It’s easy to think that fate or crossed stars were the architects of Romeo and Juliet’s demise, but they were more victims of their foolish youth than circumstance. While the polarity of their lives made the notion of love a recipe for disaster, their tragedy could have easily been diverted if not for some witless decisions. In a more modern context, one might only carry out a quick YouTube search to find countless 21st century Romeos and Juliets: immature, impulsive, and lacking the ability to temper their emotions or behavior. Exhibit A, the lovers betroth each other after less than a day of infatuation: “If that thy bent of love be honorable, thy purpose marriage, send me word tomorrow [...] And all my fortunes at thy foot I’ll lay, and follow thee my lord throughout the world.” (lines 150-151 + 154-155) Romeo and Juliet were almost complete strangers when they pledged themselves to each other. In their haste, they didn’t see value in weighing the consequences of their actions. If they hadn’t plunged head first into the deep end of the ‘marital pool’ so early in their relationship, they might have avoided drowning in their own stupidity. Moreover, in marrying Romeo, Juliet decided to turn her back on the traditional doctrine of arranged marriage, which was requisite for a girl of her station in society. Lady Capulet and the Nurse took great care in choosing a suitable man for Juliet to marry: Paris, in their opinion, was considered “ a man of wax,” (line 82) and an honor to be betrothed to. Juliet, in her significantly inexperienced perspective, didn’t possess the optics to see that one rebellious act could lead to a string of others, finally culminating in her ultimate demise. Destiny is what “happens” to people. Decisions, on the other hand, are an individual's expression of free will. Romeo and Juliet didn’t die because it was their “destiny”, they died because their choices had consequences.
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We must also consider the role adults played in this tragic tale. Romeo and Juliet were the equivalent of a runaway train, surrounded by adults who had the ability to pull the brakes, but didn’t. The nurse, a motherly figure to Juliet, did not warn her against the dangers of an ill planned affair; In fact, she assisted in perpetuating it, acting as a messenger between the lovers: “The clock struck nine when I did send the Nurse. In half an hour she promised to return.” (lines 1-2) As an adult, she should have known better than to allow Juliet to marry a man who was almost a complete stranger to her. Then, there’s the Friar, with delusions that marrying two ill-matched teenagers could somehow unite a deeply divided community: “For this alliance may so happy prove to turn your households’ rancor to pure love.” (lines 99-100) He put his own agenda before the safety and welfare of a couple hapless kids. In a sense, the senseless death of Romeo and Juliet weren’t the only tragedy of this story. The adults tasked to help these impressionable youths navigate the pitfalls of adolescence tragically failed them, too.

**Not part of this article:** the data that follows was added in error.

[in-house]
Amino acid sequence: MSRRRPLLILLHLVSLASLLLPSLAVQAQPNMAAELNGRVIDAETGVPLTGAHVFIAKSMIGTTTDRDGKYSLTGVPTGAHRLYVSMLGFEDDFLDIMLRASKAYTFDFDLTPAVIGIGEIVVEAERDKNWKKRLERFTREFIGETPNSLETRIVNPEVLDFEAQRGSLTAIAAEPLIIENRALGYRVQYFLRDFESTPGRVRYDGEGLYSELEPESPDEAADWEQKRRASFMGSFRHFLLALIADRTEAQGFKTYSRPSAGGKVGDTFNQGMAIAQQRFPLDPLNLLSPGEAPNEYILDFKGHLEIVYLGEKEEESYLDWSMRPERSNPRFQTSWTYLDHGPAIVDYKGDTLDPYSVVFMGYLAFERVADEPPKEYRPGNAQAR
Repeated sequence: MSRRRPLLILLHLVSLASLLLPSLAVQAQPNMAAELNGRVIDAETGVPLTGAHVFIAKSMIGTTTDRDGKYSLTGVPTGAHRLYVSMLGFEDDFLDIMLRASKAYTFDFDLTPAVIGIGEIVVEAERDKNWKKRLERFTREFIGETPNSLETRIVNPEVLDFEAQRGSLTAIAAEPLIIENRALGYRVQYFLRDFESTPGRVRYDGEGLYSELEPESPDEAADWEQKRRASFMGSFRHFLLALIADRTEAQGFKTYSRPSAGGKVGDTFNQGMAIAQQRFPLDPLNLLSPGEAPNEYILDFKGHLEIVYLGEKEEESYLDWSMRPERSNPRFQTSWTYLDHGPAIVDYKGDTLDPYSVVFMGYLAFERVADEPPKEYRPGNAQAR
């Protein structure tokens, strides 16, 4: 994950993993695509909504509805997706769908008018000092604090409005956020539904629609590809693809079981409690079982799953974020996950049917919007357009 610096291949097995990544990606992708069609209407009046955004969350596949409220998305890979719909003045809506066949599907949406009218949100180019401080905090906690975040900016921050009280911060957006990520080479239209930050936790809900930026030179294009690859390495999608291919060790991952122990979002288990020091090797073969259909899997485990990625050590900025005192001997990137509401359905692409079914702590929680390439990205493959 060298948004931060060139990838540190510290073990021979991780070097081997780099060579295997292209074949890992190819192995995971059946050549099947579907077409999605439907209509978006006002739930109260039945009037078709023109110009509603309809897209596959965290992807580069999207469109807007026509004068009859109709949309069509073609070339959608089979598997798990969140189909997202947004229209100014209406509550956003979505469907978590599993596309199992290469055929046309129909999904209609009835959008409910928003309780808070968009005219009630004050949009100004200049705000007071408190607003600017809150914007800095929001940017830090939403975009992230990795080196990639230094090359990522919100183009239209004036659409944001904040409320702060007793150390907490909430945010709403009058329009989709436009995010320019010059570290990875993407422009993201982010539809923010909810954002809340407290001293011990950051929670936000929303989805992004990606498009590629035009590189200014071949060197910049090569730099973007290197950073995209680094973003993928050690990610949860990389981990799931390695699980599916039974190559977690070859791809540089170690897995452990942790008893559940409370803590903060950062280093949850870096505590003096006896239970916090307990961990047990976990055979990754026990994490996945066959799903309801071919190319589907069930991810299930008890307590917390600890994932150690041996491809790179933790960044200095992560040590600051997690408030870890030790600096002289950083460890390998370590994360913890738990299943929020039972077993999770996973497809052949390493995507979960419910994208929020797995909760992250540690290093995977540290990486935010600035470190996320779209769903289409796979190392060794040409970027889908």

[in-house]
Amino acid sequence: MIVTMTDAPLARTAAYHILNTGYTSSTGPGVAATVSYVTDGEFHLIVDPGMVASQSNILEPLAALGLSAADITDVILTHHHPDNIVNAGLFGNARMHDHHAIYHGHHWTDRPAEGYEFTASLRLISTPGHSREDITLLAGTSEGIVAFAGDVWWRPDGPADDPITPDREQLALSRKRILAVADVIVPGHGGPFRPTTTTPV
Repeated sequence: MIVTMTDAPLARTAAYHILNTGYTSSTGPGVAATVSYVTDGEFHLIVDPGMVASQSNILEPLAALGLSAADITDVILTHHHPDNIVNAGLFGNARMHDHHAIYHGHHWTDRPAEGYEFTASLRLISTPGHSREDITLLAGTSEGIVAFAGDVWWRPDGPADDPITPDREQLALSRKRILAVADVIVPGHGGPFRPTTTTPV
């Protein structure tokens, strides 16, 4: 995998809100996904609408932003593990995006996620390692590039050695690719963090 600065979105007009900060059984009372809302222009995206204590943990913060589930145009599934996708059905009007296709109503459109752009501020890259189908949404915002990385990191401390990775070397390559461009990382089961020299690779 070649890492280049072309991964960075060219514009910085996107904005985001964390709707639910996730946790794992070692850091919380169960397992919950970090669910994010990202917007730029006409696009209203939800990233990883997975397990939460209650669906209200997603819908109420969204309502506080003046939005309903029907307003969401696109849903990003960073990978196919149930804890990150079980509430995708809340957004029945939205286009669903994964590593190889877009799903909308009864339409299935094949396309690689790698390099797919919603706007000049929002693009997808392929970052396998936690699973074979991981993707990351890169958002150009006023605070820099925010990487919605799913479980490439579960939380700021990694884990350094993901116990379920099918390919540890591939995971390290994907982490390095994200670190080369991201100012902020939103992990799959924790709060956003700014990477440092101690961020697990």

Romeo and Juliet is a textbook example of youth being wasted on the young. Two vibrant individuals unaware or unconcerned of their misguided, self-possessed nature. They met, and fell into what they thought was love, choosing to ignore all conventional wisdom in the process. The only role destiny played in their story was creating the backdrop for their foolish choices. Romeo and Juliet's actions went beyond the typical rebellious teen pathology. During the course of the play, you’re experiencing a tragedy unfolding, and feel a profound sense of helplessness to alter the outcome. Decisions have consequences that all the characters must own, regardless of their true intentions. Essentially, we are captain of our own ship, and that has nothing to do with destiny- and everything to do with the choices we make.